Tech giants still stumbling in the social world they created
Excerpt: Dayton Daily News
Who knew connecting the world could get so complicated? Perhaps some of technology's brightest minds should have seen that coming.
Social media bans of conspiracy theorist Alex Jones have thrust Facebook, YouTube, Twitter and others into a role they never wanted — as gatekeepers of discourse on their platforms, deciding what should and shouldn't be allowed and often angering almost everyone in the process. Jones, a right-wing provocateur, suddenly found himself banned from most major social platforms this week, after years in which he was free to use them to promulgate a variety of false claims.
Twitter, which one of its executives once called the "free speech wing of the free speech party," remains a lonely holdout on Jones. The resulting backlash suggests that no matter what the tech companies do, "there is no way they can please everyone," as Scott Shackelford, a business law and ethics professor at Indiana University, observed.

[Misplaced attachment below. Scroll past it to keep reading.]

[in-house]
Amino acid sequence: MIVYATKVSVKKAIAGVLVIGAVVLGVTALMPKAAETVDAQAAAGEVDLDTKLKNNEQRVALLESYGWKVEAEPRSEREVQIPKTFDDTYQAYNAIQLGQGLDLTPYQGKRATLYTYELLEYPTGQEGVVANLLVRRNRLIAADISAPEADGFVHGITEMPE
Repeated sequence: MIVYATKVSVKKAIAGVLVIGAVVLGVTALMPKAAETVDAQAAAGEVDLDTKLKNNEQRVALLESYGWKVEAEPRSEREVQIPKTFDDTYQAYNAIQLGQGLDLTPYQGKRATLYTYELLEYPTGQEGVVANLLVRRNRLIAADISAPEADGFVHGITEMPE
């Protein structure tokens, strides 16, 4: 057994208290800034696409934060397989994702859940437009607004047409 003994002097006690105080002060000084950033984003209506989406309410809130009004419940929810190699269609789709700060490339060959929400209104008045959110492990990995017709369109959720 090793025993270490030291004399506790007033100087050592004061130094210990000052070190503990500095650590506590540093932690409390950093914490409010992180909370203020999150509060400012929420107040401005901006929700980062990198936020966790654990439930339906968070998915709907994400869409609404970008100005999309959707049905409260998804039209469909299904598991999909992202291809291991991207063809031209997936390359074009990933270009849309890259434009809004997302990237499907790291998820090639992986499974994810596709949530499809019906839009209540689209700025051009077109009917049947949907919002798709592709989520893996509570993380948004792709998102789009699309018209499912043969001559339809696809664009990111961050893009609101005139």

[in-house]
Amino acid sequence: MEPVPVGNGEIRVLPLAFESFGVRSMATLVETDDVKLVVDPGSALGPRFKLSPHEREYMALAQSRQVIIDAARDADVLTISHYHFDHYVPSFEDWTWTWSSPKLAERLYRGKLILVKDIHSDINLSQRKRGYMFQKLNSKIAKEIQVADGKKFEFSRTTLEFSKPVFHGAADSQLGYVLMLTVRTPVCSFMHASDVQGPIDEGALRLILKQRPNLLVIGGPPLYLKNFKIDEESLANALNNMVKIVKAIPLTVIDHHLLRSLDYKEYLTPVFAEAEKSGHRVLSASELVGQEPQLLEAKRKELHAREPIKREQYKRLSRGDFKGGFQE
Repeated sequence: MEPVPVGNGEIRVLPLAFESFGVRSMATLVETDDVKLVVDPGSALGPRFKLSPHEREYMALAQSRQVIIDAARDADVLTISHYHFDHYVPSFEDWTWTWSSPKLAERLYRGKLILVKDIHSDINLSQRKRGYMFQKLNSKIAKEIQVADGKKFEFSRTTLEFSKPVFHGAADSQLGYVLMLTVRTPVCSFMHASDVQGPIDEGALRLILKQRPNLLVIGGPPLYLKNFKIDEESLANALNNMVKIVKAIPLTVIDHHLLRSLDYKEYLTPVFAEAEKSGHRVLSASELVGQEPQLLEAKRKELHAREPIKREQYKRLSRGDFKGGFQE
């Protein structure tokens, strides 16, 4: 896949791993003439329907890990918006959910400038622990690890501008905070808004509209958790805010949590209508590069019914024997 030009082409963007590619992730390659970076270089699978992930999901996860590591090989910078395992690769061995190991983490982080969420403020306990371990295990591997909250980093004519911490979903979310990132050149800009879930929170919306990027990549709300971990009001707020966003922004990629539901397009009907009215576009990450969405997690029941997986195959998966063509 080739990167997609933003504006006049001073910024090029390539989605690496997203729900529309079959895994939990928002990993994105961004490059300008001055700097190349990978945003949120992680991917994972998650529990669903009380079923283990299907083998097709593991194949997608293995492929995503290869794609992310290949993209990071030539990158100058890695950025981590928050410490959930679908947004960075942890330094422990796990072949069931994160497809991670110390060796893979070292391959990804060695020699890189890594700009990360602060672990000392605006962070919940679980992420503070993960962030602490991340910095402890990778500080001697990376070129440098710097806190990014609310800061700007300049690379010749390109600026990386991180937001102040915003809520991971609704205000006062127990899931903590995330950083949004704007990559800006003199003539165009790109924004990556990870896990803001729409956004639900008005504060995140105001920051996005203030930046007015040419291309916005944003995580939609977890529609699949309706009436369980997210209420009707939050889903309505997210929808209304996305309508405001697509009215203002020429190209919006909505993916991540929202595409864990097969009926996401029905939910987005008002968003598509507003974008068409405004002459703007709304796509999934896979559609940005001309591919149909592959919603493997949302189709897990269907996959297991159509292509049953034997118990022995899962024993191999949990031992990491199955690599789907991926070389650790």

Facebook's Mark Zuckerberg, Twitter's Jack Dorsey and crew, and Google's stewards of YouTube gave little thought to such consequences as they built their empires with lofty goals to connect the world and democratize discourse. At the time, they were the rebels aiming to bypass the stodgy old gatekeepers — newspaper editors, television programmers and other establishment types — and let people talk directly to one another.
"If you go back a decade or so, the whole idea of speech on social media was seen as highly positive light," said Tim Cigelske, who teaches social media at Marquette University in Wisconsin. There was the Arab Spring. There were stories of gay, lesbian and transgender teens from small towns finding support online.